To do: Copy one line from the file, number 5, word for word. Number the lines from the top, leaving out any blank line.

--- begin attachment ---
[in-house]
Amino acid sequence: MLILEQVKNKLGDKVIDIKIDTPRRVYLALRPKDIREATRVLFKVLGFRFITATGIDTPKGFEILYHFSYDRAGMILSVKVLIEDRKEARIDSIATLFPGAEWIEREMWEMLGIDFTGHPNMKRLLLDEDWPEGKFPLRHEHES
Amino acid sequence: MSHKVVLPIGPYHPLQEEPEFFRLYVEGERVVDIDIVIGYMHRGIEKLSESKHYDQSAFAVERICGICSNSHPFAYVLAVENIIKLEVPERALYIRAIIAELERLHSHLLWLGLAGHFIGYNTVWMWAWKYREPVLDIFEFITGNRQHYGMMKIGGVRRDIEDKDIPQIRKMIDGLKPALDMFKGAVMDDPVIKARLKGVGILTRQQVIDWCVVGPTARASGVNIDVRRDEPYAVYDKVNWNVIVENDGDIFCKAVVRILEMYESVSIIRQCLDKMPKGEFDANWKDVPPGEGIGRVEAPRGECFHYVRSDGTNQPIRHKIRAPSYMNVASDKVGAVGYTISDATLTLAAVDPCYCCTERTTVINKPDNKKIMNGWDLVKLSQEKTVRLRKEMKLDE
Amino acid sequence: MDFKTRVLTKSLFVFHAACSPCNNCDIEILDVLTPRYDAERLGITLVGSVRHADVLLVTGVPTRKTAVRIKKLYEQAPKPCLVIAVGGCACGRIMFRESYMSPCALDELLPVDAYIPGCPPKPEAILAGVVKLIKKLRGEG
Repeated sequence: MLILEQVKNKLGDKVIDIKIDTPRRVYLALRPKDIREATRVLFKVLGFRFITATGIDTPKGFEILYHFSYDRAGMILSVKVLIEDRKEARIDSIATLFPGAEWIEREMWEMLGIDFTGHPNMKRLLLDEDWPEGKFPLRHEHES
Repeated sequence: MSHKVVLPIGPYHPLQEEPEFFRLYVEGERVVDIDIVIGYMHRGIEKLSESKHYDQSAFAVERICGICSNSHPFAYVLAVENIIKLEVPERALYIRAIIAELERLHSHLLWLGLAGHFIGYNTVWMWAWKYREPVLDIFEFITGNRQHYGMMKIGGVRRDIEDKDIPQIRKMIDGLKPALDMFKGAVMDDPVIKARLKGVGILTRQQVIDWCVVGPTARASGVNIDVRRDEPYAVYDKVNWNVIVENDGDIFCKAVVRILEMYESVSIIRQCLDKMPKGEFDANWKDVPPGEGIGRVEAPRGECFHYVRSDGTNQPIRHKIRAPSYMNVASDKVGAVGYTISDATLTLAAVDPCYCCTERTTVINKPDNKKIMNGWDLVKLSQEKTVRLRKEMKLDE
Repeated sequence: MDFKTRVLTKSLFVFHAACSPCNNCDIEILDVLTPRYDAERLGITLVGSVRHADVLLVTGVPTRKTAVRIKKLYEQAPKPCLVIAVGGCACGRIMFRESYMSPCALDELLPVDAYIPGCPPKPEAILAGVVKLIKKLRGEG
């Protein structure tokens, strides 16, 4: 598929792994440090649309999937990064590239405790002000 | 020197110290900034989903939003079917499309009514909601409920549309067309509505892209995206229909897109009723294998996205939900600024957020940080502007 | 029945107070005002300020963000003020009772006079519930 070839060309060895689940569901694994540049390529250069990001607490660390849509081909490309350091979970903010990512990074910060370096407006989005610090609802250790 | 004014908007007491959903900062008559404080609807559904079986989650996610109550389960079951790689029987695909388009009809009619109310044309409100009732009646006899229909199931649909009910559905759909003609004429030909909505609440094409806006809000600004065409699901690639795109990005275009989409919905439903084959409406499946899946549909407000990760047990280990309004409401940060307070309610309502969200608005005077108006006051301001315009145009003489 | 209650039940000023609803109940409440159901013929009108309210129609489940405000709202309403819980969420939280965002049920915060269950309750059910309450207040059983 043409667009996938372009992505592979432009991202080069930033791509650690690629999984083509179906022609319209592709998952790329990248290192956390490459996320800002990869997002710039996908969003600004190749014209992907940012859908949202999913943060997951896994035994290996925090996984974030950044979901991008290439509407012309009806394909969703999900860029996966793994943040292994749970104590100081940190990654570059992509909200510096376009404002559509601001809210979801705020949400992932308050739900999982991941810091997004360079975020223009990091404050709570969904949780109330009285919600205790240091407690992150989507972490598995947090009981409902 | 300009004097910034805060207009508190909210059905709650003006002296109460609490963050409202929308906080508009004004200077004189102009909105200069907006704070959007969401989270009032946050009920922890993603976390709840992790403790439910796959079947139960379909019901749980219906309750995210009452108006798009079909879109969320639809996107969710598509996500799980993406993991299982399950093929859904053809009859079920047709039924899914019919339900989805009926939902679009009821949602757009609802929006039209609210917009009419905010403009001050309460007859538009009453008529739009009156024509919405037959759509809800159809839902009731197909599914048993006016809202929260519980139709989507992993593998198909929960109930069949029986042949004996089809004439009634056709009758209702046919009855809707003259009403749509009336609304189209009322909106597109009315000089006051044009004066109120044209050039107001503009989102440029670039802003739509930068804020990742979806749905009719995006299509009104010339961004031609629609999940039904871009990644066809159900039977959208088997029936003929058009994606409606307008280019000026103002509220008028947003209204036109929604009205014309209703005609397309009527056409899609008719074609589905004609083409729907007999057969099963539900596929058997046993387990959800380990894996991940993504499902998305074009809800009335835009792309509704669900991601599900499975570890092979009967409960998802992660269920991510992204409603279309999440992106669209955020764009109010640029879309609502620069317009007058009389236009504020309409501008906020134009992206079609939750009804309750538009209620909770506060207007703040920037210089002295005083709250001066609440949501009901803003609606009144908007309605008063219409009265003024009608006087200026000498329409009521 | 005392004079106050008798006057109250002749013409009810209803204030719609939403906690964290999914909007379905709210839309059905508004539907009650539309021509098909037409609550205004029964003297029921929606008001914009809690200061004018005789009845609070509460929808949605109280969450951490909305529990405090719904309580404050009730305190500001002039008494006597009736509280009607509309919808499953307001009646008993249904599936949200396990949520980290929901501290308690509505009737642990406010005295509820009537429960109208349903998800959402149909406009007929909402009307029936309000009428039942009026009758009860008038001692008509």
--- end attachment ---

Repeated sequence: MLILEQVKNKLGDKVIDIKIDTPRRVYLALRPKDIREATRVLFKVLGFRFITATGIDTPKGFEILYHFSYDRAGMILSVKVLIEDRKEARIDSIATLFPGAEWIEREMWEMLGIDFTGHPNMKRLLLDEDWPEGKFPLRHEHES